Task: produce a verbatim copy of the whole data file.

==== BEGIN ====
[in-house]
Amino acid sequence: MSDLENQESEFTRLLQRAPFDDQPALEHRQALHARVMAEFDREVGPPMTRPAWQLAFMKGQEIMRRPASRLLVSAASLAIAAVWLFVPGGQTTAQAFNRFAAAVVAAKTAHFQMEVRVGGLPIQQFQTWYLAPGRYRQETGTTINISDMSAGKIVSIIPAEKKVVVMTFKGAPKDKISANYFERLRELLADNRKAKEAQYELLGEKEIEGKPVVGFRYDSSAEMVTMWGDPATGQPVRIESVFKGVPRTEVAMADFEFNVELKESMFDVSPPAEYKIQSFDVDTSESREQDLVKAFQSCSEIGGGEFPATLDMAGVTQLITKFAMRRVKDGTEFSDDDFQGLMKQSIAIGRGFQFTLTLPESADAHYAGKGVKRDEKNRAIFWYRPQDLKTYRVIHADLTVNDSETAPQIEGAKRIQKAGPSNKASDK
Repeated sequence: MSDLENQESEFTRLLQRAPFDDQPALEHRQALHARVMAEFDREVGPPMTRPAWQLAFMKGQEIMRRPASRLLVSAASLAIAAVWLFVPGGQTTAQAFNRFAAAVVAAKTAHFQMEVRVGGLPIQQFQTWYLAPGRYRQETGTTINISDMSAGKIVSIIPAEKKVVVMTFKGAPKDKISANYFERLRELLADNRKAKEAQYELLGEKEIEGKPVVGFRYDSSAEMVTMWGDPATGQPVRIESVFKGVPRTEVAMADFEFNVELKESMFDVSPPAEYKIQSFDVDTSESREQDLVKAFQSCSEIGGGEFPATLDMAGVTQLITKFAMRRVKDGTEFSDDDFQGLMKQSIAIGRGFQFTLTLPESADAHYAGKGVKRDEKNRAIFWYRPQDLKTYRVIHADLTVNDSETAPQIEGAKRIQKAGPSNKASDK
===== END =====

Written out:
[in-house]
Amino acid sequence: MSDLENQESEFTRLLQRAPFDDQPALEHRQALHARVMAEFDREVGPPMTRPAWQLAFMKGQEIMRRPASRLLVSAASLAIAAVWLFVPGGQTTAQAFNRFAAAVVAAKTAHFQMEVRVGGLPIQQFQTWYLAPGRYRQETGTTINISDMSAGKIVSIIPAEKKVVVMTFKGAPKDKISANYFERLRELLADNRKAKEAQYELLGEKEIEGKPVVGFRYDSSAEMVTMWGDPATGQPVRIESVFKGVPRTEVAMADFEFNVELKESMFDVSPPAEYKIQSFDVDTSESREQDLVKAFQSCSEIGGGEFPATLDMAGVTQLITKFAMRRVKDGTEFSDDDFQGLMKQSIAIGRGFQFTLTLPESADAHYAGKGVKRDEKNRAIFWYRPQDLKTYRVIHADLTVNDSETAPQIEGAKRIQKAGPSNKASDK
Repeated sequence: MSDLENQESEFTRLLQRAPFDDQPALEHRQALHARVMAEFDREVGPPMTRPAWQLAFMKGQEIMRRPASRLLVSAASLAIAAVWLFVPGGQTTAQAFNRFAAAVVAAKTAHFQMEVRVGGLPIQQFQTWYLAPGRYRQETGTTINISDMSAGKIVSIIPAEKKVVVMTFKGAPKDKISANYFERLRELLADNRKAKEAQYELLGEKEIEGKPVVGFRYDSSAEMVTMWGDPATGQPVRIESVFKGVPRTEVAMADFEFNVELKESMFDVSPPAEYKIQSFDVDTSESREQDLVKAFQSCSEIGGGEFPATLDMAGVTQLITKFAMRRVKDGTEFSDDDFQGLMKQSIAIGRGFQFTLTLPESADAHYAGKGVKRDEKNRAIFWYRPQDLKTYRVIHADLTVNDSETAPQIEGAKRIQKAGPSNKASDK